Our Blog

Signs and causes of Caregiver Burnout & ways of prevention and treatment.

March 30, 2022 1:35 pm


‘CARE’, the most beautiful word in the world. Caring for someone is the purest form of kindness. We all wish to live a healthy and happy life. But there are individuals who are not even able to do their daily tasks without someone’s help. So, there arises a need of a person who can take care of that person not just emotionally but professionally. When a family member step in to this, the process of being a caregiver can be exhausting at times, even if they care about the patient. It may be accompanied by a change in attitude, from positive and caring to negative and unconcerned. Caregiver burnout is a state of physical, emotional and mental exhaustion. Burnout can occur when caregivers don’t get the help they need, or if they try to do more than they are able, physically or financially. Every individual has a saturation point, of what they are able to do or what they are capable of, exceeding this limit may cause exhaustion.

Imagine someone with a health condition which makes them unable to do their daily tasks. They need help from someone who can handle their physical and emotional needs. Of course, a family member can do the role of a caregiver. But at some point, there is a chance that they will feel emotionally and physically tired. This can be related to compassion fatigue which is a condition characterized by emotional and physical exhaustion leading to a diminished ability to empathize or feel compassion for others, often described as the negative cost of caring. It is sometimes referred to as secondary traumatic stress.

General symptoms of caregiver burnout include feeling exhausted, being irritable, lack of energy, fatigue, feeling anxious, depression etc. caregiver burnout not only have emotional symptoms but physical symptom too. And they are body aches and pains, increased or decreased appetite, unusual changes in weight, insomnia etc.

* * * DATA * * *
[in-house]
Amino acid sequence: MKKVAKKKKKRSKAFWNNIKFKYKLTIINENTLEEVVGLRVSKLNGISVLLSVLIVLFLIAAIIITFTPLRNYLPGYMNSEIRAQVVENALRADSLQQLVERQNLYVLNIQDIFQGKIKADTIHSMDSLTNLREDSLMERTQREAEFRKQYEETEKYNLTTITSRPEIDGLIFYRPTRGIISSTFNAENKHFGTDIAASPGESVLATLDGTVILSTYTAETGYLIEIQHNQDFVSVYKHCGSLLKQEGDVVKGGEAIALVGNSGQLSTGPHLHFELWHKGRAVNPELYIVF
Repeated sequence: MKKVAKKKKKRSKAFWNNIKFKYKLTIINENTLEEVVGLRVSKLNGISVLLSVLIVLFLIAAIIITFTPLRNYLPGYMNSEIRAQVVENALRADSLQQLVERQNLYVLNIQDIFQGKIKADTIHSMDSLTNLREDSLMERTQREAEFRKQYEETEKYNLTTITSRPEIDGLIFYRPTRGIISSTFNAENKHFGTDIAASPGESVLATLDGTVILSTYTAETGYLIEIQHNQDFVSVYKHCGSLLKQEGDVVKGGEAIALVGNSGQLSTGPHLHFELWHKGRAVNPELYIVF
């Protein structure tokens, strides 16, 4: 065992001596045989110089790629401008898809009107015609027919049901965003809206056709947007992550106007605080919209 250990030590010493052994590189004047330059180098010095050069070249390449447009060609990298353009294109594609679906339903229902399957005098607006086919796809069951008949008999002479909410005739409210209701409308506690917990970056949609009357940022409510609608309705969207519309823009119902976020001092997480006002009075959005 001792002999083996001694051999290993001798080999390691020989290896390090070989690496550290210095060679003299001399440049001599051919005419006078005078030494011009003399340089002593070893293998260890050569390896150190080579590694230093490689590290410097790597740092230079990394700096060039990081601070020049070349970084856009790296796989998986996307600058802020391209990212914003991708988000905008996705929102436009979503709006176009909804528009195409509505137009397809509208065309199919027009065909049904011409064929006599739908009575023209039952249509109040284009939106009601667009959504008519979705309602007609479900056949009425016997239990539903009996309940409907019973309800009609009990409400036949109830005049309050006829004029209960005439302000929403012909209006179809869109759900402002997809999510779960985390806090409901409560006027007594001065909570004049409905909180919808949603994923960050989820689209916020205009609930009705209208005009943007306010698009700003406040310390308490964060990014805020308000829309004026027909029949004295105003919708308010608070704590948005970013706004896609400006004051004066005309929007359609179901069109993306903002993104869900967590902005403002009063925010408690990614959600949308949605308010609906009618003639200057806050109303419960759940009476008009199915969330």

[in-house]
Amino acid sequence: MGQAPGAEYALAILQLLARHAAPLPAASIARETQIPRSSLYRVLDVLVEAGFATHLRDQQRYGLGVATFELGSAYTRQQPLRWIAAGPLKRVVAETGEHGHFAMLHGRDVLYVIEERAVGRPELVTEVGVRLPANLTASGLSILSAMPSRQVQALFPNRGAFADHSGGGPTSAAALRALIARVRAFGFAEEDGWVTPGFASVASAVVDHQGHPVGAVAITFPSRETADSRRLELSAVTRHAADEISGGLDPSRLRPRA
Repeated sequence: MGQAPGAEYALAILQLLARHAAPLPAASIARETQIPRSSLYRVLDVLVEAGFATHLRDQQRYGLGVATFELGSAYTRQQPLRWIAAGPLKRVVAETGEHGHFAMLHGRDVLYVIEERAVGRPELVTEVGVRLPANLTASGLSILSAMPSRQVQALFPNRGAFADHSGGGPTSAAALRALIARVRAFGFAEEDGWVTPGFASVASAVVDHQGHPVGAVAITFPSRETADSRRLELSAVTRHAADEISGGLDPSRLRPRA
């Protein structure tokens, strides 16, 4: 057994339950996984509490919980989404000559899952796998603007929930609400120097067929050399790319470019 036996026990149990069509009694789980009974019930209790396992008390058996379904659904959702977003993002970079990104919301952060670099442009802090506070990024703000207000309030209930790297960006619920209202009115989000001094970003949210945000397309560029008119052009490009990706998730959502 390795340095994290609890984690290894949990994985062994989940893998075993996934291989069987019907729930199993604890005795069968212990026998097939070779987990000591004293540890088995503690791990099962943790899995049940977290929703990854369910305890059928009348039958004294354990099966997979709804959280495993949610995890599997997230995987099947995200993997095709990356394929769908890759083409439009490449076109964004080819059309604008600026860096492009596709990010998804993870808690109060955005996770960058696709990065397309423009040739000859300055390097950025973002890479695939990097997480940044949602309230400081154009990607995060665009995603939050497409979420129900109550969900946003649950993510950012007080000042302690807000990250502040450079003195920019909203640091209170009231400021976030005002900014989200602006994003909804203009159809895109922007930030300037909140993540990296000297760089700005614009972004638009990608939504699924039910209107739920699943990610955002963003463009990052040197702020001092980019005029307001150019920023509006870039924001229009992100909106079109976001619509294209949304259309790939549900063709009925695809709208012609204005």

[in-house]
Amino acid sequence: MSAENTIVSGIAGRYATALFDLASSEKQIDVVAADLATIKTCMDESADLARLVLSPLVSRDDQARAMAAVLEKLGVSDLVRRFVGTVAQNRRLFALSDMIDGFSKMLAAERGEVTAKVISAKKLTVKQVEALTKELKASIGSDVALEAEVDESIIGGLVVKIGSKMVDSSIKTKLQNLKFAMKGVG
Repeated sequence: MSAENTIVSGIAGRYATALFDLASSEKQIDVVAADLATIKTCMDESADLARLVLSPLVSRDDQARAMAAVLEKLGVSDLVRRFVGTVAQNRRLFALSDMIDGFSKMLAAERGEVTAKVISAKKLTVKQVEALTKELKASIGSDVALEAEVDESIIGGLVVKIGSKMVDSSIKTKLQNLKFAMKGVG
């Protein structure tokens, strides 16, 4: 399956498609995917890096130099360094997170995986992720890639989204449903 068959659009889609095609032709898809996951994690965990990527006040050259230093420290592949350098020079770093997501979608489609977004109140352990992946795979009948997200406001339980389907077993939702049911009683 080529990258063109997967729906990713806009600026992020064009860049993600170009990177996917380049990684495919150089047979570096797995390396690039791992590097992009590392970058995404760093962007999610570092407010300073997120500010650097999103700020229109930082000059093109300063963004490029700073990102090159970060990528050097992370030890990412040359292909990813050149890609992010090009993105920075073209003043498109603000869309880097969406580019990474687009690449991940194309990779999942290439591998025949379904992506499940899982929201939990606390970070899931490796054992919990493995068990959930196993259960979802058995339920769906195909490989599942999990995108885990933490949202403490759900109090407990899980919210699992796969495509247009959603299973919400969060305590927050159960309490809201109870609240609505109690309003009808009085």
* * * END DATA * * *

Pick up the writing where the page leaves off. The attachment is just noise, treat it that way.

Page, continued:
It is important to know the warning signs of caregiver burnout so you can recognize when you have them and take actions. Otherwise, this situation can negatively impact the person receiving care. There are number of things you can do to take care of yourself, stay healthy, and prevent burnout. Ask for help when you feel exhausted, be honest with yourself and your feelings, take regular breaks from your routine, have social interactions as much as possible, eat a healthy diet and take care of your physical conditions. Maintaining a healthy body and mind is essential for you and your loved ones.

Related posts

Dehydration in the elderly, Causes, Symptoms, Prevention and Treatment

Dehydration is a common problem in the elderly, and it can have serious consequences if

Read More

Memory decline in geriatric population – Causes, Prevention and Treatment

Memory decline is a common problem in geriatric patients, and it can have a significant

Read More

Skin and Summer in the elderly, skin conditions and how to manage

Summer can be a challenging time for the elderly when it comes to skin health.

Read More